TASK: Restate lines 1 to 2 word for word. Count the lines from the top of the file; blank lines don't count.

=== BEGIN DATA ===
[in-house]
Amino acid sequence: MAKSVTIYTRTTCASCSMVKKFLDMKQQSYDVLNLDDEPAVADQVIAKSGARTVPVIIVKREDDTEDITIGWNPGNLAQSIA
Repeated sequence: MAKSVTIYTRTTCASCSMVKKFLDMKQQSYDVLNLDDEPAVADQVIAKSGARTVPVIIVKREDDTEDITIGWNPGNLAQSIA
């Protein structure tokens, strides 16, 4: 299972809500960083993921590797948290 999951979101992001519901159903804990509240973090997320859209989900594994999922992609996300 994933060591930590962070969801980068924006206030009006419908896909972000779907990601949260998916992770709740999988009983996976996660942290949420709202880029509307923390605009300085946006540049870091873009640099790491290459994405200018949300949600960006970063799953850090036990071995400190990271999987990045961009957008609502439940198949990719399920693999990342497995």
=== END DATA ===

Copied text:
[in-house]
Amino acid sequence: MAKSVTIYTRTTCASCSMVKKFLDMKQQSYDVLNLDDEPAVADQVIAKSGARTVPVIIVKREDDTEDITIGWNPGNLAQSIA